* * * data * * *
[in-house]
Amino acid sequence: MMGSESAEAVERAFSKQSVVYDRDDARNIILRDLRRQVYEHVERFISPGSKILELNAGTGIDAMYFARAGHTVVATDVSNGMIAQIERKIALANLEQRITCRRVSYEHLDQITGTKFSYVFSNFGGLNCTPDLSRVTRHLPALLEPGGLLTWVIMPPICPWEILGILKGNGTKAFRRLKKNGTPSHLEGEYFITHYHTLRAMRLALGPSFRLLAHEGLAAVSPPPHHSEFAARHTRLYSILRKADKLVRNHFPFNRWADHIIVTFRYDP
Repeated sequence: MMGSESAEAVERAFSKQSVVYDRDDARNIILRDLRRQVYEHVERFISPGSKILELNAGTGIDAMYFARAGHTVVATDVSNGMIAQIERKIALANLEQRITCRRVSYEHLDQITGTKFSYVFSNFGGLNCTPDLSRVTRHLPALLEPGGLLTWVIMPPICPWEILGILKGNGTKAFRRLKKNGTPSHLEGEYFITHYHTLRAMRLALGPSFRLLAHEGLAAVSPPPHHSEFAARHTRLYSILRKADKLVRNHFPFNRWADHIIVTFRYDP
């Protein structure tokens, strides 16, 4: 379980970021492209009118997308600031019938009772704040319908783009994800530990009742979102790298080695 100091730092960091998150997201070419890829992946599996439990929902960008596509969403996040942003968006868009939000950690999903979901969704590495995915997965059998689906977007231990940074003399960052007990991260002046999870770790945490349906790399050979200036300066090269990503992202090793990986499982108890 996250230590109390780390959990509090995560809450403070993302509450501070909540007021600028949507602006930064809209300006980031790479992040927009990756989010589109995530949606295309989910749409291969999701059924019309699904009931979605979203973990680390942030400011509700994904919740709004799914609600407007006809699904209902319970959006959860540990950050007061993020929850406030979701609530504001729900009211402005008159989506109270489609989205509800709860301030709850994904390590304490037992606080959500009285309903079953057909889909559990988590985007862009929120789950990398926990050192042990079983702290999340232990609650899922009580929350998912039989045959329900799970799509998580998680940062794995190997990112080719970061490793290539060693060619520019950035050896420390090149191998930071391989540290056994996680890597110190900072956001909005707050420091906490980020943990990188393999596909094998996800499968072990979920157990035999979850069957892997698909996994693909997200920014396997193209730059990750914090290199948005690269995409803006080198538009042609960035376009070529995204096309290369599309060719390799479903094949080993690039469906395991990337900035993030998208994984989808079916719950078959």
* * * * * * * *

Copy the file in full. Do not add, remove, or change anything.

[in-house]
Amino acid sequence: MMGSESAEAVERAFSKQSVVYDRDDARNIILRDLRRQVYEHVERFISPGSKILELNAGTGIDAMYFARAGHTVVATDVSNGMIAQIERKIALANLEQRITCRRVSYEHLDQITGTKFSYVFSNFGGLNCTPDLSRVTRHLPALLEPGGLLTWVIMPPICPWEILGILKGNGTKAFRRLKKNGTPSHLEGEYFITHYHTLRAMRLALGPSFRLLAHEGLAAVSPPPHHSEFAARHTRLYSILRKADKLVRNHFPFNRWADHIIVTFRYDP
Repeated sequence: MMGSESAEAVERAFSKQSVVYDRDDARNIILRDLRRQVYEHVERFISPGSKILELNAGTGIDAMYFARAGHTVVATDVSNGMIAQIERKIALANLEQRITCRRVSYEHLDQITGTKFSYVFSNFGGLNCTPDLSRVTRHLPALLEPGGLLTWVIMPPICPWEILGILKGNGTKAFRRLKKNGTPSHLEGEYFITHYHTLRAMRLALGPSFRLLAHEGLAAVSPPPHHSEFAARHTRLYSILRKADKLVRNHFPFNRWADHIIVTFRYDP
């Protein structure tokens, strides 16, 4: 379980970021492209009118997308600031019938009772704040319908783009994800530990009742979102790298080695 100091730092960091998150997201070419890829992946599996439990929902960008596509969403996040942003968006868009939000950690999903979901969704590495995915997965059998689906977007231990940074003399960052007990991260002046999870770790945490349906790399050979200036300066090269990503992202090793990986499982108890 996250230590109390780390959990509090995560809450403070993302509450501070909540007021600028949507602006930064809209300006980031790479992040927009990756989010589109995530949606295309989910749409291969999701059924019309699904009931979605979203973990680390942030400011509700994904919740709004799914609600407007006809699904209902319970959006959860540990950050007061993020929850406030979701609530504001729900009211402005008159989506109270489609989205509800709860301030709850994904390590304490037992606080959500009285309903079953057909889909559990988590985007862009929120789950990398926990050192042990079983702290999340232990609650899922009580929350998912039989045959329900799970799509998580998680940062794995190997990112080719970061490793290539060693060619520019950035050896420390090149191998930071391989540290056994996680890597110190900072956001909005707050420091906490980020943990990188393999596909094998996800499968072990979920157990035999979850069957892997698909996994693909997200920014396997193209730059990750914090290199948005690269995409803006080198538009042609960035376009070529995204096309290369599309060719390799479903094949080993690039469906395991990337900035993030998208994984989808079916719950078959």